Sierra Leone exported a record $22 million worth of diamonds in June, the highest ever monthly figure as it fights to stamp out the illicit trade in blood gems which fuelled its civil war, a government minister reportedly said.
Mineral Resources Minister Mohamed Deen told Reuters official diamond exports for the first six months of the year had already reached around $76 million, roughly the same amount as exported in the whole of 2003.
“Though diamond smuggling continues to take place in Sierra Leone, the government’s determination has succeeded in reducing it,” Deen reportedly said in an interview in the capital Freetown on Monday.
Official diamond exports from the former British colony were worth just $10 million five years ago as rebels and government forces fought for control of mines in one of the most brutal civil wars in Africa’s recent history.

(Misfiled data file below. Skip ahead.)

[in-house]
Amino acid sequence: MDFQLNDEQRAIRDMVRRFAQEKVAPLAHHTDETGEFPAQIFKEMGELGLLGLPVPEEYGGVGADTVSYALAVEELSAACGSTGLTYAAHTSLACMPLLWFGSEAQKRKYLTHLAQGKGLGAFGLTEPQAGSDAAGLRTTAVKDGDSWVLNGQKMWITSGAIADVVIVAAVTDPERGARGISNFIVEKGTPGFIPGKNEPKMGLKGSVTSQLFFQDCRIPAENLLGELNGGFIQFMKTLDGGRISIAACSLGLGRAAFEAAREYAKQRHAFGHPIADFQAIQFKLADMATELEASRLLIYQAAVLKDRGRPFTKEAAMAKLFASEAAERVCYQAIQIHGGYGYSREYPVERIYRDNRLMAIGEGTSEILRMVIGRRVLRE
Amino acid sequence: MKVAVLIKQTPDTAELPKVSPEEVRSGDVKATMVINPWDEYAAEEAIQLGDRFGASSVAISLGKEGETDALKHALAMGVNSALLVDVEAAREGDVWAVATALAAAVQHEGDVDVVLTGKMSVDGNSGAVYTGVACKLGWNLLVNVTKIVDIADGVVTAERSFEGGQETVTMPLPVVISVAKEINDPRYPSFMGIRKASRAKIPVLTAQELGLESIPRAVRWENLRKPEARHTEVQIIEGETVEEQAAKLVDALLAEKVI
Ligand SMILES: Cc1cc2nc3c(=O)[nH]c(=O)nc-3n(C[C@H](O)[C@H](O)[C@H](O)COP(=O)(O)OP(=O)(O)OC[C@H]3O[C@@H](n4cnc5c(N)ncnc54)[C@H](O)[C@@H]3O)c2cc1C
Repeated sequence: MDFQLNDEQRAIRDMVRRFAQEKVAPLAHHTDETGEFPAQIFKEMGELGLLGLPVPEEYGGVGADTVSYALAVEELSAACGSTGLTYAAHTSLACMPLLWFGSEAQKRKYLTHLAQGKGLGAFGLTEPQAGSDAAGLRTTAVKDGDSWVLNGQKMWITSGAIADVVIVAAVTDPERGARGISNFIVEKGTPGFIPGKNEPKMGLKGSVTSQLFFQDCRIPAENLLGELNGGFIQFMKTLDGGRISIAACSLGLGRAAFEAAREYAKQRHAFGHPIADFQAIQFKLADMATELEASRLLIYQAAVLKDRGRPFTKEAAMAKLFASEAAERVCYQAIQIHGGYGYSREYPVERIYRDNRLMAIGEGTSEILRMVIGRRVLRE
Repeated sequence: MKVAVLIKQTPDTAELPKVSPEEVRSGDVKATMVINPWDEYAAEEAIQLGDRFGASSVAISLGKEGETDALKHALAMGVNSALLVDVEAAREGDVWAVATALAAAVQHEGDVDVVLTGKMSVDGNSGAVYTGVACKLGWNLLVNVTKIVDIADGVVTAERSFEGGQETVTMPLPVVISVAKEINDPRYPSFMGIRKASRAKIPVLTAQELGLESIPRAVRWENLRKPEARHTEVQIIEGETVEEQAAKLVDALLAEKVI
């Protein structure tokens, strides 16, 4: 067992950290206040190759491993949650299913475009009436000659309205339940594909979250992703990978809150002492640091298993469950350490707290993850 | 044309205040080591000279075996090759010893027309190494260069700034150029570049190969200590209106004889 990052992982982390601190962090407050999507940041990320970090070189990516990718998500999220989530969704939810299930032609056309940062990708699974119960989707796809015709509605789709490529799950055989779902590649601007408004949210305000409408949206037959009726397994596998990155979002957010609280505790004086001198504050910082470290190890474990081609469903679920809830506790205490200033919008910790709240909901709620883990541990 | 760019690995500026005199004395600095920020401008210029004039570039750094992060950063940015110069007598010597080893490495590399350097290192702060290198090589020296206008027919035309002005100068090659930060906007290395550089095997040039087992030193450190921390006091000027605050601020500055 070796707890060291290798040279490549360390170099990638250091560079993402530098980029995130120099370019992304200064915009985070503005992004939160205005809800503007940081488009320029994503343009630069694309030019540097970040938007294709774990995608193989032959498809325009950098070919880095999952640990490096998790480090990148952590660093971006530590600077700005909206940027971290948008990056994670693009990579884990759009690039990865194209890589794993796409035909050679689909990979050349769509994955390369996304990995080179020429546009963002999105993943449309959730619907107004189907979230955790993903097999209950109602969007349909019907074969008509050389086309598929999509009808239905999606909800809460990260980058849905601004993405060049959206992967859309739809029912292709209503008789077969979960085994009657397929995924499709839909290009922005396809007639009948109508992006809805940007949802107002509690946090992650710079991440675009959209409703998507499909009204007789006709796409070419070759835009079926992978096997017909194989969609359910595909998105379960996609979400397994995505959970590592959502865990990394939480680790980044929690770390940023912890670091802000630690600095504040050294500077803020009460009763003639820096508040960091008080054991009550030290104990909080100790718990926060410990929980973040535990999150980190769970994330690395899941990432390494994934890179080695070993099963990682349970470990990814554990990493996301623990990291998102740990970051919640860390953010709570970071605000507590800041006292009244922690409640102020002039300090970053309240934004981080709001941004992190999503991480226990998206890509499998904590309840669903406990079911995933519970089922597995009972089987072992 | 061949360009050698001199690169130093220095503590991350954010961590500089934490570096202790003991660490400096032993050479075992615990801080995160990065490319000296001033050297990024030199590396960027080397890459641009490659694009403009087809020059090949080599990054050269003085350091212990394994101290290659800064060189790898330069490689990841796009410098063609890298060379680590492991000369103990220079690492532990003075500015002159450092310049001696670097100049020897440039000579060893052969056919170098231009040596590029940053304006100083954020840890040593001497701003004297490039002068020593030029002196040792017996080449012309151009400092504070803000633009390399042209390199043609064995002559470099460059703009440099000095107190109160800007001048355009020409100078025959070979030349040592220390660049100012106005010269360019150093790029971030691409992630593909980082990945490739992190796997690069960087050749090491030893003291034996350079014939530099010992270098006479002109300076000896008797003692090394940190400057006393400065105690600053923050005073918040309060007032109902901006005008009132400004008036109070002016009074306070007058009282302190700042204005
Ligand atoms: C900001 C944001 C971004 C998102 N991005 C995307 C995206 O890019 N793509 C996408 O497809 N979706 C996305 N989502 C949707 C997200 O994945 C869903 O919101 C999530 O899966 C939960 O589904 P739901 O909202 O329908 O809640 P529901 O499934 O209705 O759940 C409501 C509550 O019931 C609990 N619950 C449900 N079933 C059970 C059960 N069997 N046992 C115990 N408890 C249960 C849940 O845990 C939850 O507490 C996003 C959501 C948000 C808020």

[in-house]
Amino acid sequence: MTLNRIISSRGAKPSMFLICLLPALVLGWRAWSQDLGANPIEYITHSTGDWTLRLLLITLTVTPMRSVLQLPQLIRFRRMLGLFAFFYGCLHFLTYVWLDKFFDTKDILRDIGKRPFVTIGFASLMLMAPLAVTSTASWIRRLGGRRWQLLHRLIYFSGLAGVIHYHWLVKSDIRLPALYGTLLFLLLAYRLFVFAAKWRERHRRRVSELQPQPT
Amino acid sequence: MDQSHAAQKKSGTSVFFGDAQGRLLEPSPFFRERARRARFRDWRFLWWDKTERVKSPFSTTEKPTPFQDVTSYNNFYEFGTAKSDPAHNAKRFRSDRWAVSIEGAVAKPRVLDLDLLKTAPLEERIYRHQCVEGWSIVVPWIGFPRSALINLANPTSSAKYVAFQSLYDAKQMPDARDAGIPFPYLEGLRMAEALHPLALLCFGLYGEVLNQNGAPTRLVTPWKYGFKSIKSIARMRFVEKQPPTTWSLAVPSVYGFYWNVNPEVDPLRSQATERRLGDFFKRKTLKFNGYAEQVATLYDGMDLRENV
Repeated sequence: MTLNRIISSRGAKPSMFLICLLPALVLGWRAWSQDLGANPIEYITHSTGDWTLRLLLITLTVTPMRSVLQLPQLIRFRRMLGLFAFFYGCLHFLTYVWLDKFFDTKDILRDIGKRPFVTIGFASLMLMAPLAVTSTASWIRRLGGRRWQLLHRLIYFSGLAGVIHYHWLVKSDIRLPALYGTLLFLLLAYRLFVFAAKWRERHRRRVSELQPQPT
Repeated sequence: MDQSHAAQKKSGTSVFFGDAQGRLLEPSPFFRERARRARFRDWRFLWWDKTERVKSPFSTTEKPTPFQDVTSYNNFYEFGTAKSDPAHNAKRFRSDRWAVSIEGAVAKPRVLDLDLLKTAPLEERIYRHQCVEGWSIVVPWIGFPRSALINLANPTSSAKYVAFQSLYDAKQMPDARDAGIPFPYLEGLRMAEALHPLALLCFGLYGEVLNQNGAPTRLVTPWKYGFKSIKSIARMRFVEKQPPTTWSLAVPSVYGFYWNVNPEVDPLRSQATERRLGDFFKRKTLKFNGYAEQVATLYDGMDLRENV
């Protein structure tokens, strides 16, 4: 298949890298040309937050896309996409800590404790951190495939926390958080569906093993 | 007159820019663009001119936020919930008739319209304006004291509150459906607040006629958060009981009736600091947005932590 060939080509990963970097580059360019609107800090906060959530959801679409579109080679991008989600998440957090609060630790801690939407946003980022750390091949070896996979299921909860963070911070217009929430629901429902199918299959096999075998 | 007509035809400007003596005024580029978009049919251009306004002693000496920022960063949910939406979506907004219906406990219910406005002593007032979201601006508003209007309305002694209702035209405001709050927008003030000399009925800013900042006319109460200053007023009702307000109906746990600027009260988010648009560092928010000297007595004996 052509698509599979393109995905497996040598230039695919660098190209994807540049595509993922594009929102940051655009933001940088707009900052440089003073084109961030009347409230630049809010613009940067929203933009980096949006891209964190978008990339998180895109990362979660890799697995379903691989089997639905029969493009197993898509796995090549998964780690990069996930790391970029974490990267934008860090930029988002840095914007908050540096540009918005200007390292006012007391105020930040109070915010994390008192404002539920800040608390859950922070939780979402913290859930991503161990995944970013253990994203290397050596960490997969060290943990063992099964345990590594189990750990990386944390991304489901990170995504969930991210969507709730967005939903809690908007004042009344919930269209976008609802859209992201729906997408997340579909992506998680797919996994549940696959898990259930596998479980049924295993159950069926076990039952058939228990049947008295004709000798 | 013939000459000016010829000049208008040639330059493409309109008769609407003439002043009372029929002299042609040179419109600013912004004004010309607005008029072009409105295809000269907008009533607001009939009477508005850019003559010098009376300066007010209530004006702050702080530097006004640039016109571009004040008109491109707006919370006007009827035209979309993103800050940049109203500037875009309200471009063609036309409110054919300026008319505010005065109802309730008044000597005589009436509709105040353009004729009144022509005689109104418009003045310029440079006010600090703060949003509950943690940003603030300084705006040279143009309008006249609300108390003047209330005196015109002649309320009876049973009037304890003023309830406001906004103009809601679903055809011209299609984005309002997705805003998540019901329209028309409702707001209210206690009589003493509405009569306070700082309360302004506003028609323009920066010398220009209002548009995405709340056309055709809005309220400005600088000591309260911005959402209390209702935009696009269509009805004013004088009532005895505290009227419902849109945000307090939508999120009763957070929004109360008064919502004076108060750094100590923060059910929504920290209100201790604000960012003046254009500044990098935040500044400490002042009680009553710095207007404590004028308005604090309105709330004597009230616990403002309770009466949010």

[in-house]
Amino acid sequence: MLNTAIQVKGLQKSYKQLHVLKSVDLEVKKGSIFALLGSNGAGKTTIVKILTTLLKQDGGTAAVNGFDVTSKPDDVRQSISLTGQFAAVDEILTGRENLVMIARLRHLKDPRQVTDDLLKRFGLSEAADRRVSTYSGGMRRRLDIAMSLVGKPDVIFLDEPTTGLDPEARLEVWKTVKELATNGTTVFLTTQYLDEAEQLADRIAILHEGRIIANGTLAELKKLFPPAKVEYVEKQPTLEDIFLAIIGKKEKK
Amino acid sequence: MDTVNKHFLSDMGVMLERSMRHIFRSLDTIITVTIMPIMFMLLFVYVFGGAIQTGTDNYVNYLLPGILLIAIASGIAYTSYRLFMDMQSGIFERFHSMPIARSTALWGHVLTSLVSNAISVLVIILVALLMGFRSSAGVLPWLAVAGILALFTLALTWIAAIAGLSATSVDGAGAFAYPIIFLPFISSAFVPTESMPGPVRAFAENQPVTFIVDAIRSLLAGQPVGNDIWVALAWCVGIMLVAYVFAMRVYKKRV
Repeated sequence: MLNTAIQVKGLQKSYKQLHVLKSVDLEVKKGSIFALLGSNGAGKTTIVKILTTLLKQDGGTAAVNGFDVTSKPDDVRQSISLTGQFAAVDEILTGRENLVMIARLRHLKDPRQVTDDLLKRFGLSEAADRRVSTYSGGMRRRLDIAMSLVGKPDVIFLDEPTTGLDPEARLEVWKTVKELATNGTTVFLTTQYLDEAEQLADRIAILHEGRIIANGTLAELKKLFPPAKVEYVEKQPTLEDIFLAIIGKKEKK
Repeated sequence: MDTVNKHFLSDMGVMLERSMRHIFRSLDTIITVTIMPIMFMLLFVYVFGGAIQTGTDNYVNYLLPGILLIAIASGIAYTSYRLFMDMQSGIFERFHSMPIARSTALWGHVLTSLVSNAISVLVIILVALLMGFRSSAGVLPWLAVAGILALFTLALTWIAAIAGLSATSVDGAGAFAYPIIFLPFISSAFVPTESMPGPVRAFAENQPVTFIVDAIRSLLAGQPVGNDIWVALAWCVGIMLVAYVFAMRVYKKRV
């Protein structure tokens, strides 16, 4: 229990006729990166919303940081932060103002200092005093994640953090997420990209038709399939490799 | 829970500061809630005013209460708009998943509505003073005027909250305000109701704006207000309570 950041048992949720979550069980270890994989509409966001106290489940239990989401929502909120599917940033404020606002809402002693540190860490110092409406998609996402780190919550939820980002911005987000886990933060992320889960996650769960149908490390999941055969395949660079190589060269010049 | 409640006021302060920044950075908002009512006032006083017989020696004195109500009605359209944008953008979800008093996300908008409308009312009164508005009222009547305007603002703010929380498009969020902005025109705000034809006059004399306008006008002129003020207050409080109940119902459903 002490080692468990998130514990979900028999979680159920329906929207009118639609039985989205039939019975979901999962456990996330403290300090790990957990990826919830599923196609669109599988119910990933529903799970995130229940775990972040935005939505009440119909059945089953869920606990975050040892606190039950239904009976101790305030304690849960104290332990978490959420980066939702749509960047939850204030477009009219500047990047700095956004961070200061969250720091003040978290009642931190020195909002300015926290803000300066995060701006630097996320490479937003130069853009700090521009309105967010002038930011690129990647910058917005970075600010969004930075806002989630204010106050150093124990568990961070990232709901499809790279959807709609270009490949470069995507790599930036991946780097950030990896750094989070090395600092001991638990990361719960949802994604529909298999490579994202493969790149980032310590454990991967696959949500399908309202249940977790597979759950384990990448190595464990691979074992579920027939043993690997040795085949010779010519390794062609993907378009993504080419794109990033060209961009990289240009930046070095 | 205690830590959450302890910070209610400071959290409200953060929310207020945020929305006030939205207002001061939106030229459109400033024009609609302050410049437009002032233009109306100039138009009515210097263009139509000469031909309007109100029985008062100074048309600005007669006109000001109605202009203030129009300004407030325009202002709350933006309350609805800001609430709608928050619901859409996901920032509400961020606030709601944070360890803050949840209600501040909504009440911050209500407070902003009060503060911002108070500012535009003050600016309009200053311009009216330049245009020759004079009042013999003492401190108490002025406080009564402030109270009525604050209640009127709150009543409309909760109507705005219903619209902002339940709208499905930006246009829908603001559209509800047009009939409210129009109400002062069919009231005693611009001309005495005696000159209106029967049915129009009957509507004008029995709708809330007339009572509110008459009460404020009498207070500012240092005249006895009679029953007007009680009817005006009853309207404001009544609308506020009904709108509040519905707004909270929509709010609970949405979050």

The conflict killed 50,000 people before being declared over in 2002 after the intervention of a 17,500-strong U.N. peacekeeping force.
Government revenues from diamonds have risen following the removal of a U.N. ban on gem exports—which had helped to pay for weapons during the war—but the U.N. reportedly says that there is still work to be done on the management of the industry.
“It’s estimated the diamond trade is worth between $300 and $500 million so a lot of work still needs to be done,” U.N. mission chief Daudi Ngelautwa Mwakawago reportedly told a news conference on regional peacekeeping in Dakar last week, referring to official and unofficial trade in Sierra Leone.
Deen reportedly said that $500 million was too high a figure.
Deen also told Reuters that a rise in the price per carat for Sierra Leonean diamonds—to just under $280 over the first six months of 2005 compared to $194 over 2004 as a whole—showed the country’s gems were good quality and were being marketed appropriately.